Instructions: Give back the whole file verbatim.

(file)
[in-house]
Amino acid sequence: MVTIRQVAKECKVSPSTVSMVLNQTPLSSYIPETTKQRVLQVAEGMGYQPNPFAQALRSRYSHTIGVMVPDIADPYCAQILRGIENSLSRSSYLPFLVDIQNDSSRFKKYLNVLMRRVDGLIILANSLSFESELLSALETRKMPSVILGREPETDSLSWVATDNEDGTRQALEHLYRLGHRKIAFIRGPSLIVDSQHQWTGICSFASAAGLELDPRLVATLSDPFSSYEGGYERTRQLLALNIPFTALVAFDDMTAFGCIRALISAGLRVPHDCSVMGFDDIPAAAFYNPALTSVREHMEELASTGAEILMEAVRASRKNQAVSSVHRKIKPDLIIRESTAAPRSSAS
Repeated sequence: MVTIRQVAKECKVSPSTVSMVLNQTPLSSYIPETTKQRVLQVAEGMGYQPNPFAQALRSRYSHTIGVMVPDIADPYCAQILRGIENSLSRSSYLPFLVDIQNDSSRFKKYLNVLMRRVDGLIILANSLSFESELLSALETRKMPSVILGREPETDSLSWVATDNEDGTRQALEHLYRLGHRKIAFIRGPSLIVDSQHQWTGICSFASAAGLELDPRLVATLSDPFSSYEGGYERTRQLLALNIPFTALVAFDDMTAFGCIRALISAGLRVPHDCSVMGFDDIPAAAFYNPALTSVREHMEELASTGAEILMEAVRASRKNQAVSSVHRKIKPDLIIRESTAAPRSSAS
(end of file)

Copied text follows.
[in-house]
Amino acid sequence: MVTIRQVAKECKVSPSTVSMVLNQTPLSSYIPETTKQRVLQVAEGMGYQPNPFAQALRSRYSHTIGVMVPDIADPYCAQILRGIENSLSRSSYLPFLVDIQNDSSRFKKYLNVLMRRVDGLIILANSLSFESELLSALETRKMPSVILGREPETDSLSWVATDNEDGTRQALEHLYRLGHRKIAFIRGPSLIVDSQHQWTGICSFASAAGLELDPRLVATLSDPFSSYEGGYERTRQLLALNIPFTALVAFDDMTAFGCIRALISAGLRVPHDCSVMGFDDIPAAAFYNPALTSVREHMEELASTGAEILMEAVRASRKNQAVSSVHRKIKPDLIIRESTAAPRSSAS
Repeated sequence: MVTIRQVAKECKVSPSTVSMVLNQTPLSSYIPETTKQRVLQVAEGMGYQPNPFAQALRSRYSHTIGVMVPDIADPYCAQILRGIENSLSRSSYLPFLVDIQNDSSRFKKYLNVLMRRVDGLIILANSLSFESELLSALETRKMPSVILGREPETDSLSWVATDNEDGTRQALEHLYRLGHRKIAFIRGPSLIVDSQHQWTGICSFASAAGLELDPRLVATLSDPFSSYEGGYERTRQLLALNIPFTALVAFDDMTAFGCIRALISAGLRVPHDCSVMGFDDIPAAAFYNPALTSVREHMEELASTGAEILMEAVRASRKNQAVSSVHRKIKPDLIIRESTAAPRSSAS